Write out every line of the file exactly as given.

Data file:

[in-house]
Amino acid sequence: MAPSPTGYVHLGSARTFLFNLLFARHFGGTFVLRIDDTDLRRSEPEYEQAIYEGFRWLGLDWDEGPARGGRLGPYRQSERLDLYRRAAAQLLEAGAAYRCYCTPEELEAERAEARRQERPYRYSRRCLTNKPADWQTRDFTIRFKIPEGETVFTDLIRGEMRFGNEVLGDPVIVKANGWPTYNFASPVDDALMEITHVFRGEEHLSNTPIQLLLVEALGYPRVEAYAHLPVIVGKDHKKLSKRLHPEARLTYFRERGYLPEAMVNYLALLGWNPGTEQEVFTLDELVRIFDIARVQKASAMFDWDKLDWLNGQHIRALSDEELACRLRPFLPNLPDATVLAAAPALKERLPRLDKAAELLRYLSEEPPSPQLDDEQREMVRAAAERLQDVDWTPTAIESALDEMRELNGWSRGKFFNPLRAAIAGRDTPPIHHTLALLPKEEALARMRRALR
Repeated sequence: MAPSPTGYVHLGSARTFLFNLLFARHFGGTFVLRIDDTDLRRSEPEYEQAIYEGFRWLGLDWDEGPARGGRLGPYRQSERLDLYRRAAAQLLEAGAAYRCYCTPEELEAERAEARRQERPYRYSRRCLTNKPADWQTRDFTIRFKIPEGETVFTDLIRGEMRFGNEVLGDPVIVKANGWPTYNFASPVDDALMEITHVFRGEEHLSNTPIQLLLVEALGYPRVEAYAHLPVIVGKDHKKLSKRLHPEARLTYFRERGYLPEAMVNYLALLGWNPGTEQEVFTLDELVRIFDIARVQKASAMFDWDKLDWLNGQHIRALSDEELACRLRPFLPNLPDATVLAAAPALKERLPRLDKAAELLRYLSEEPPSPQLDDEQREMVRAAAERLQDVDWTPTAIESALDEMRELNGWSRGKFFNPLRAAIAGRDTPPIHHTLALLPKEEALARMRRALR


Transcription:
[in-house]
Amino acid sequence: MAPSPTGYVHLGSARTFLFNLLFARHFGGTFVLRIDDTDLRRSEPEYEQAIYEGFRWLGLDWDEGPARGGRLGPYRQSERLDLYRRAAAQLLEAGAAYRCYCTPEELEAERAEARRQERPYRYSRRCLTNKPADWQTRDFTIRFKIPEGETVFTDLIRGEMRFGNEVLGDPVIVKANGWPTYNFASPVDDALMEITHVFRGEEHLSNTPIQLLLVEALGYPRVEAYAHLPVIVGKDHKKLSKRLHPEARLTYFRERGYLPEAMVNYLALLGWNPGTEQEVFTLDELVRIFDIARVQKASAMFDWDKLDWLNGQHIRALSDEELACRLRPFLPNLPDATVLAAAPALKERLPRLDKAAELLRYLSEEPPSPQLDDEQREMVRAAAERLQDVDWTPTAIESALDEMRELNGWSRGKFFNPLRAAIAGRDTPPIHHTLALLPKEEALARMRRALR
Repeated sequence: MAPSPTGYVHLGSARTFLFNLLFARHFGGTFVLRIDDTDLRRSEPEYEQAIYEGFRWLGLDWDEGPARGGRLGPYRQSERLDLYRRAAAQLLEAGAAYRCYCTPEELEAERAEARRQERPYRYSRRCLTNKPADWQTRDFTIRFKIPEGETVFTDLIRGEMRFGNEVLGDPVIVKANGWPTYNFASPVDDALMEITHVFRGEEHLSNTPIQLLLVEALGYPRVEAYAHLPVIVGKDHKKLSKRLHPEARLTYFRERGYLPEAMVNYLALLGWNPGTEQEVFTLDELVRIFDIARVQKASAMFDWDKLDWLNGQHIRALSDEELACRLRPFLPNLPDATVLAAAPALKERLPRLDKAAELLRYLSEEPPSPQLDDEQREMVRAAAERLQDVDWTPTAIESALDEMRELNGWSRGKFFNPLRAAIAGRDTPPIHHTLALLPKEEALARMRRALR